25 October 2007: The issue of over 17,000 persons still missing from the conflicts of the 1990’s in the regions of Southeastern Europe is the topic of a three day conference being held by the International Commission on Missing Persons (ICMP) in Novi Vinodolski, Republic of Croatia from 25 to 27 October.This conference is the 10th regional conference of its kind held by ICMP in cooperation with associations of families of missing persons from the region where representatives of governments from Bosnia and Herzegovina, the Republic of Croatia, the Republic of Serbia and the UN Administered Kosovo are invited to share information relevant to determining the fate of missing persons. The Croatian Minister for Family, Veterans’ Affairs and Intergenerational Solidarity and Vice President of the Government of the Republic of Croatia, Jadranka Kosor and the BiH Minister of Human Rights and Refugees, Dr. Safet Halilovic opened the conference along with Ms. Kathryne Bomberger, Director General of the ICMP.
In her opening statement Ms. Kosor stated that, “each family member has the right to learn the truth about the fate of their missing relatives.” Ms. Kosor added that, “the Croatian authorities have exhumed 4,322 persons from 143 mass graves and over 1,400 individual graves. Of that number 3,383 persons have been identified since the beginning of the process and that an additional 2,021 persons are still unaccounted for.” Ms. Kosor thanked the ICMP for its joint work and projects with Croatia.
In his remarks, Dr. Halilovic, stressed that the BiH Law on Missing Persons has provided the basis for a sustainable process for locating and identifying missing persons in BiH regardless of their religious or national background. “The Law on Missing Persons has served as an instrument to establish the BiH Missing Persons Institute (MPI); however, the Law must still be implemented and as part of that effort BiH has to create the Fund for Suppport to Family Associations and the joint database on missing persons.”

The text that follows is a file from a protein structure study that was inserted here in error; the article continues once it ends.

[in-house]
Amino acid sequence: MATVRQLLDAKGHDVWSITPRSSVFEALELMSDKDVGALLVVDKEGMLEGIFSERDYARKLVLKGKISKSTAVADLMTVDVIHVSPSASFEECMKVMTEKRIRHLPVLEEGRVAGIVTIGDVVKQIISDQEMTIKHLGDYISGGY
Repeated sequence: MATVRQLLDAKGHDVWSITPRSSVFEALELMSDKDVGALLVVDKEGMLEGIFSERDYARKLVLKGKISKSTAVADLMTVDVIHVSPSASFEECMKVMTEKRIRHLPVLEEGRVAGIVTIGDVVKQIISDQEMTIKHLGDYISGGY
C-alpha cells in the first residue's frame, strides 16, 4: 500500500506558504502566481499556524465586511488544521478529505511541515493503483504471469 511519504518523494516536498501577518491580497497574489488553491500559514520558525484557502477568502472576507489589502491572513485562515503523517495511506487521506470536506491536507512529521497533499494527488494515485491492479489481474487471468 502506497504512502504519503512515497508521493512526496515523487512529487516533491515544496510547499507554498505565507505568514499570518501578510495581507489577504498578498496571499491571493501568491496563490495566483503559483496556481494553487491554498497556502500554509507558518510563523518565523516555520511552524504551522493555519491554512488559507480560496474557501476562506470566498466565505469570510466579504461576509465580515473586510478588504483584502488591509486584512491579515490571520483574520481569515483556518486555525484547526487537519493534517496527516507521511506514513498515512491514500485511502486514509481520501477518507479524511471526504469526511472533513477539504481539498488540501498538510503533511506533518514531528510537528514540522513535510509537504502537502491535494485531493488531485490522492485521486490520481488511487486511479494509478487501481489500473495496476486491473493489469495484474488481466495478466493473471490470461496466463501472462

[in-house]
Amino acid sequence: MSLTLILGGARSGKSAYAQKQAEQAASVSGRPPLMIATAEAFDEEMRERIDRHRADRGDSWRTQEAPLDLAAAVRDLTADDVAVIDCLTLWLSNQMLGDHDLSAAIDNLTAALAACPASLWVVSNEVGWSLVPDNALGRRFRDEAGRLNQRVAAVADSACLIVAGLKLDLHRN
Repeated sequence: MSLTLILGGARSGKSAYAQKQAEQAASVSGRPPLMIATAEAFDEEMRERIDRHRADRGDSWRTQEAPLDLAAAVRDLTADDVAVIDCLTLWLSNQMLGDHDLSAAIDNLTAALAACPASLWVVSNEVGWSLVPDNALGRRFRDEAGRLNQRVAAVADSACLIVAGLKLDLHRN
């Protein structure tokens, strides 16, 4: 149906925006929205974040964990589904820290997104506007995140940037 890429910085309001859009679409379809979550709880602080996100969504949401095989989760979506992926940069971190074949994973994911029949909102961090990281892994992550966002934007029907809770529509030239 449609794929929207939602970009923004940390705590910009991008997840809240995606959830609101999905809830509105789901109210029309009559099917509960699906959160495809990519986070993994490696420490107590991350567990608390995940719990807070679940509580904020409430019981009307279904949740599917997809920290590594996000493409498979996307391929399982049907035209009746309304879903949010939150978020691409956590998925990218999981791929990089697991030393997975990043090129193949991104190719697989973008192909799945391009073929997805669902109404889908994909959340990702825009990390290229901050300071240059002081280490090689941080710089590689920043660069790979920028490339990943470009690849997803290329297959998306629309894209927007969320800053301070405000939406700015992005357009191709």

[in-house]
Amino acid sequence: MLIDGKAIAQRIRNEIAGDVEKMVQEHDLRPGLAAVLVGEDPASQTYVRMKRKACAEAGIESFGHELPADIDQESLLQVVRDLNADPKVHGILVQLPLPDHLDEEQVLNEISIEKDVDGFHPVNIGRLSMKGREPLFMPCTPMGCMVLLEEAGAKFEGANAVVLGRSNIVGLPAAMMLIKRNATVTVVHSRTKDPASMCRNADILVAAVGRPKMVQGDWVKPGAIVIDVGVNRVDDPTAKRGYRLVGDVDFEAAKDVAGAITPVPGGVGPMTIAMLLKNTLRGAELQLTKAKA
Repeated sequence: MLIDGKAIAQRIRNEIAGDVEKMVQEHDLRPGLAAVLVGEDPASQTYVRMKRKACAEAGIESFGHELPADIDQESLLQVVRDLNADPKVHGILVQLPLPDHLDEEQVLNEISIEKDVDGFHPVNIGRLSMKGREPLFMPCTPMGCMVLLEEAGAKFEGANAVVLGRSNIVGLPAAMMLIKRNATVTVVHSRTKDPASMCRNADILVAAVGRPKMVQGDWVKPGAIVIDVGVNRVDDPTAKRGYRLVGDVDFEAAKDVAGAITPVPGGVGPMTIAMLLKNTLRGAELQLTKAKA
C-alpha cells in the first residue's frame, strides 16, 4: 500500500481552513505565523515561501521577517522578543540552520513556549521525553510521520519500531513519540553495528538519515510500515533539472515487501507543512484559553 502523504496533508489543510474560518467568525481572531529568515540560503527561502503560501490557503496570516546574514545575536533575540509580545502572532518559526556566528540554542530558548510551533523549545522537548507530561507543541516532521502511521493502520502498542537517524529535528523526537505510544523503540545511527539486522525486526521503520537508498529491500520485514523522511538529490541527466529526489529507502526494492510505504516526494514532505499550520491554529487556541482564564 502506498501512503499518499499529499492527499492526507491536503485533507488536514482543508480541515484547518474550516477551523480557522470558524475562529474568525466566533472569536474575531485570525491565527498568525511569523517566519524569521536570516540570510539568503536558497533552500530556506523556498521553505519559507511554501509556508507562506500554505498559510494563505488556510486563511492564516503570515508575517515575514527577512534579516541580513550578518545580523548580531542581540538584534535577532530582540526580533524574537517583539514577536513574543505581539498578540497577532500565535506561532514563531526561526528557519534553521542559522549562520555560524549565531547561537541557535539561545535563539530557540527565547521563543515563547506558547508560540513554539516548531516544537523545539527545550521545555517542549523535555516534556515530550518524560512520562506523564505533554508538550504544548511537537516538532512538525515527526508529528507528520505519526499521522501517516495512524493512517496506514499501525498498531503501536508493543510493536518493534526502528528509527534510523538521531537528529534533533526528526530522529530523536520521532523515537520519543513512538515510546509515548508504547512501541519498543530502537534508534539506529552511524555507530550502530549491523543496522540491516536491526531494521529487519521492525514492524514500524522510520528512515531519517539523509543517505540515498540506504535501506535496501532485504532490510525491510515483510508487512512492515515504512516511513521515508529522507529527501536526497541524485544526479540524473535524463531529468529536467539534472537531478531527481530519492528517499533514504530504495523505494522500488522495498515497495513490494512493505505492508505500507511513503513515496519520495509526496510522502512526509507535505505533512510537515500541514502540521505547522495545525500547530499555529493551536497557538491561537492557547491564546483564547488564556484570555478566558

“These conferences provide a very important forum to allow civil society groups to meet with authorities and to share information in a transparent and accountable manner,” said Ms. Bomberger. “Family members of the missing are frustrated and often afraid to ask questions. This forum is an important opportunity for them to express themselves and to advocate for the release of information,” she added.
The issue of missing persons remains one of the biggest human rights issues facing the region today. Following the cessation of conflicts there were about 40,000 persons missing and today that number is down to approximately 17,000 persons. To date ICMP has collected 85,192 blood samples, which accounts for 28,345 different missing persons. In addition, ICMP has assisted in making 12,703 identifications using DNA. ICMP has organized ten regional conferences since 1998 in an effort to bring together family associations, representatives of government institutions, relevant local and international organizations and experts to discuss common issues and develop joint recommendations to resolve the issue of missing persons from the armed conflicts of the 1990’s